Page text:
This collector's interest in photography began in college (a long, long time ago) while studying fine art. Art history reinforced this artist's conviction that the camera was as much a tool as the pencil, pen, and paint he had always employed, so the first serious camera was purchased and mastery of equipment and darkroom began with an aim toward expression instead of merely recording what the eye commonly sees.

A passion for English and American history, not just reading but collecting antique documents, cameras and images, began early. An equal fascination with how human life, and what it means to be human, was substantively changed by the invention of photography, and the social/psychological study of what people choose to record and print and preserve, greatly widened his interest in photography.

Many collectors choose a narrow topical subject, but this collector finds it hard to look past anything that tells something about the individual in images, so the Timebinder collection is unapologetically inclusive and eclectic. What is different here, however, from merely archiving faded and damaged photographs, is the goal of preserving them digitally and restoring them as nearly as one can to how they looked when they were first printed and used. This is how you see them on Timebinder – before the ravages of age and time.

As far as it is possible to determine, all the images on Timebinder are from the original negative (there is the very remote chance that more than one print was made originally and that it also has survived; the likelihood of another having been restored as you see them here is even more remote); only in the case of daguerreotypes, ambrotypes and tintypes can anyone be certain if they have the only version in existence. These are not public domain images.

In time, Timebinder will include information on collecting, archiving, preserving and restoring photographs.

Because many antique photographs have no identification – no names, no photographer, not even a place, he is attracted to the aesthetic quality of some and to the motivations and questions aroused by others. Photographs are introduced with comments that are historically and technically informed, and, as always when dealing with homo sapiens, an unavoidable measure of informed speculation that is not without elements of the absurd. The object is to enjoy, learn and share – not to offend. You the viewer will have your own natural and legitimate opinions about what you see, so feel free to comment while keeping it congenial.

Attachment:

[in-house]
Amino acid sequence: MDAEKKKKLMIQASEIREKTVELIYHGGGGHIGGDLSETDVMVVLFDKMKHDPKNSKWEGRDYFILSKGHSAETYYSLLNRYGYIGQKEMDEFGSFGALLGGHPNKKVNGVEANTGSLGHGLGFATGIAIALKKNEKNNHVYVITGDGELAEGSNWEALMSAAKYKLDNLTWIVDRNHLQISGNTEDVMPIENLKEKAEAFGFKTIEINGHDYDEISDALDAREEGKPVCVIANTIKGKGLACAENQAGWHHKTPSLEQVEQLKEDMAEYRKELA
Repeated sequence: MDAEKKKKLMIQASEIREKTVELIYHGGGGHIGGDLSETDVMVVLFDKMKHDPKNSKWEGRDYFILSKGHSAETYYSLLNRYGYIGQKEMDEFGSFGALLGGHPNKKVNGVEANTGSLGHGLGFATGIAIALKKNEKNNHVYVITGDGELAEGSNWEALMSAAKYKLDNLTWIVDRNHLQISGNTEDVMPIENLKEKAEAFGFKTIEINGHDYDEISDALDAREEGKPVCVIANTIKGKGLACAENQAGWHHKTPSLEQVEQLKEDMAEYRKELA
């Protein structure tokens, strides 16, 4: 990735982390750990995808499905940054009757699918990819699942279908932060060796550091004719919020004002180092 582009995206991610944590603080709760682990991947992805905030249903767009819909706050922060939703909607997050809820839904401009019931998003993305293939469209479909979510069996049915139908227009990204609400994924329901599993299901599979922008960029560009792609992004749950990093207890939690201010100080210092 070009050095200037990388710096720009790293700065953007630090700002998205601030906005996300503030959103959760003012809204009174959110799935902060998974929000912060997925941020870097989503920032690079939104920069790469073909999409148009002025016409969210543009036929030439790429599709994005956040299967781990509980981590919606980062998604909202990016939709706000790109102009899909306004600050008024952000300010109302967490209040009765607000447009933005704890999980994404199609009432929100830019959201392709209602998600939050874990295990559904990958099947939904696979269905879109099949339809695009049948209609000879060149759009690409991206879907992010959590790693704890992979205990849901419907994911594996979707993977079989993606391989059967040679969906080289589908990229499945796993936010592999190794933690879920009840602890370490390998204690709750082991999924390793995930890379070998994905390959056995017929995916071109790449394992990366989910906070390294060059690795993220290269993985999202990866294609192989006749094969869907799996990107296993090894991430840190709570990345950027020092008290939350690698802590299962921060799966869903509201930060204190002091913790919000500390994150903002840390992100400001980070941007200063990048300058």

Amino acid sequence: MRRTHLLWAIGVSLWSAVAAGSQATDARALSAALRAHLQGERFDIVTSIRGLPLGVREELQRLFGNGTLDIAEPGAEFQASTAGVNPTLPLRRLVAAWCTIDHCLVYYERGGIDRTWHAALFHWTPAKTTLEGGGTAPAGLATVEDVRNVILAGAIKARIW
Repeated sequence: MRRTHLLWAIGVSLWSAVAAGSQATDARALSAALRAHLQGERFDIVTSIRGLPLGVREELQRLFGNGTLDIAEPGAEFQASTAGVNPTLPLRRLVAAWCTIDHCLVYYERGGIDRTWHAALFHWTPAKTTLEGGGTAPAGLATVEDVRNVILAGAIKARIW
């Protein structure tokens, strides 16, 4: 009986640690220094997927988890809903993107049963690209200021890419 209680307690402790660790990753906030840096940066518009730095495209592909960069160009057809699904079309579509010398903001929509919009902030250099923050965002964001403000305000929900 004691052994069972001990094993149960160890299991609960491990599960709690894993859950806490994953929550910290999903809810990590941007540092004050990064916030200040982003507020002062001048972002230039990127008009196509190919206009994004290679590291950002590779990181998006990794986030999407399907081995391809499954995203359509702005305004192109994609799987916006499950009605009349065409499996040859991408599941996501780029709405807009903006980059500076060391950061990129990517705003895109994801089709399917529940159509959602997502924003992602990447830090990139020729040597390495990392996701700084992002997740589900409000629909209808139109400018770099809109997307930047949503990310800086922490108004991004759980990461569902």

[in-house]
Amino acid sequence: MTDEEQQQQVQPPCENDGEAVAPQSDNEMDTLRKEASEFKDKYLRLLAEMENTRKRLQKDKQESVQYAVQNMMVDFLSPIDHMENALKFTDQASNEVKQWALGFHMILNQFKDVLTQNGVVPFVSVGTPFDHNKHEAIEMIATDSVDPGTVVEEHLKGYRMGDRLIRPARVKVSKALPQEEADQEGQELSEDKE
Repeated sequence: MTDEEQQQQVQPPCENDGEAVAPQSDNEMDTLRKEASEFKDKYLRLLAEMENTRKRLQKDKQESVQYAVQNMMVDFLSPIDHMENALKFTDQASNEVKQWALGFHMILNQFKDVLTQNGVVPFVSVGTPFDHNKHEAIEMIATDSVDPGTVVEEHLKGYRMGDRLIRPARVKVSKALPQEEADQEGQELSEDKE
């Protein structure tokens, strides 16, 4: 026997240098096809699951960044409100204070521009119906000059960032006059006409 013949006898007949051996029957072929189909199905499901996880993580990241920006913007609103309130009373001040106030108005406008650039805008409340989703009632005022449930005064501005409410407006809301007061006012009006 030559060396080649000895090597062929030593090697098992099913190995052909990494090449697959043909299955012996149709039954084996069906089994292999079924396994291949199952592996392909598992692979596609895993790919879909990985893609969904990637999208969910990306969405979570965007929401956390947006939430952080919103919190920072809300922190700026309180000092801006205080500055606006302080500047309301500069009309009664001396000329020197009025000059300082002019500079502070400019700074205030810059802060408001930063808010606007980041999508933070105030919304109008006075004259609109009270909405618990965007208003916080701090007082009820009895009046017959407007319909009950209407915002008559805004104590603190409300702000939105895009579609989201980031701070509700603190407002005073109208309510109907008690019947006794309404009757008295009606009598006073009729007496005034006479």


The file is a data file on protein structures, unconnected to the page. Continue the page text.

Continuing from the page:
We sometimes look at photos from another time and think that the people pictured look very different from us, when actually it is mostly about clothing and hair styles, the surroundings, the cultural attitudes about being photographed, and perhaps a little about diet and general health. The photos of this collector at left were taken by his son, a professional photographer, in a one half hour period under studio lighting using clothes owned and often worn by him. It is true that clothes do not make the man, but they sure do change how people see him!

This collector (now retired) spent a career as an artist, illustrator, graphic designer and photographer, first in his own agency and then for 27 years in corporate in-house advertising and marketing. He makes his home along the Blue Ridge Mountains in Virginia, with his wife of 40 years (the age of the marriage, not hers), a tiny blue parrot named Winken, and a seasonally variable population of canaries. His son, daughter-in-law, sister, brother and mother-in-law all live nearby.